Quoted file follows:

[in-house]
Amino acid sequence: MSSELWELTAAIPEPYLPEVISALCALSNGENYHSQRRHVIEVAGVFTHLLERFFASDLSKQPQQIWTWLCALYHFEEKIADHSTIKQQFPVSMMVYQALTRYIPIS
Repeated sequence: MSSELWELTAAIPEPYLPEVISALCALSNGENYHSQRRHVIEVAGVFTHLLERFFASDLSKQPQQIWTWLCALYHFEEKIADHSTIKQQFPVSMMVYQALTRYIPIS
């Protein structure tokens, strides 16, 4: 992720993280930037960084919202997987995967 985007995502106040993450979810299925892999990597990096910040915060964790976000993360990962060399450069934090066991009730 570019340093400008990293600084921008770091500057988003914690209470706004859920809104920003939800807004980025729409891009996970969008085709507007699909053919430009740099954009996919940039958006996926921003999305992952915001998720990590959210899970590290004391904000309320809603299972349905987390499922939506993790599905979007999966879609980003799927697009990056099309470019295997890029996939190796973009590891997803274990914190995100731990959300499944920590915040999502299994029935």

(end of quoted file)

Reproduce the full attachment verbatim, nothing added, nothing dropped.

[in-house]
Amino acid sequence: MSSELWELTAAIPEPYLPEVISALCALSNGENYHSQRRHVIEVAGVFTHLLERFFASDLSKQPQQIWTWLCALYHFEEKIADHSTIKQQFPVSMMVYQALTRYIPIS
Repeated sequence: MSSELWELTAAIPEPYLPEVISALCALSNGENYHSQRRHVIEVAGVFTHLLERFFASDLSKQPQQIWTWLCALYHFEEKIADHSTIKQQFPVSMMVYQALTRYIPIS
């Protein structure tokens, strides 16, 4: 992720993280930037960084919202997987995967 985007995502106040993450979810299925892999990597990096910040915060964790976000993360990962060399450069934090066991009730 570019340093400008990293600084921008770091500057988003914690209470706004859920809104920003939800807004980025729409891009996970969008085709507007699909053919430009740099954009996919940039958006996926921003999305992952915001998720990590959210899970590290004391904000309320809603299972349905987390499922939506993790599905979007999966879609980003799927697009990056099309470019295997890029996939190796973009590891997803274990914190995100731990959300499944920590915040999502299994029935």